Is street magic worth it?

Discussion in 'General Discussion' started by chriswiehl, Aug 6, 2014.

  1. #1 chriswiehl, Aug 6, 2014
    Last edited by a moderator: Aug 7, 2014
    I hear and see many magicians discuss the genre of magic called "Street Magic". There are many arguments against it, as it is sometimes not considered a real performance setting and many seasoned magicians scoff the idea. I have heard many top creators say that street magic is only done when we are trying to film a dvd and sell it, or that it is only good for TV magic (David Blaine, Angel, Troy, etc.) and that we should be working on actual shows and performances for money. Should we encourage the practice of "street magic"?

    In short, my answer is YES. Street magic as I am writing is not the same as busking. With busking, we set up in a location where there is traffic and build up a crowd by saying we are doing a show and performing. I do not professionally busk, and never had. I have read some materials on busking etiquette and tips, but I have never worked a "pitch" or had an official "Hat call" so I will not discuss busking. I have had experience performing Street Magic.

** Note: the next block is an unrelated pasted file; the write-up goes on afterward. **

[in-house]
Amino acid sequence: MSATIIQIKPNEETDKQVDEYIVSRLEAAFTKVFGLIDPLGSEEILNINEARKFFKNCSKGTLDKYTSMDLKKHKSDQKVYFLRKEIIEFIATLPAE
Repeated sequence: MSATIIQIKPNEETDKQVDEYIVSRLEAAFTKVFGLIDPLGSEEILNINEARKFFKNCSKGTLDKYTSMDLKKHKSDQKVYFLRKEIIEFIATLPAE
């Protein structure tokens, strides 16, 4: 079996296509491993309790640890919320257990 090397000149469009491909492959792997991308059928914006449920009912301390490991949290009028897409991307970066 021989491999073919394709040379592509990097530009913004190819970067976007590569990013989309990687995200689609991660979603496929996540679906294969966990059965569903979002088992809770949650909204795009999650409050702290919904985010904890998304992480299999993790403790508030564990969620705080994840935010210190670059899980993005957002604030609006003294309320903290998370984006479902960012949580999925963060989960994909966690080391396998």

Why do I feel that street magic is important? Because it allows you to do many things that an actual gig will not allow you or inhibit you to do.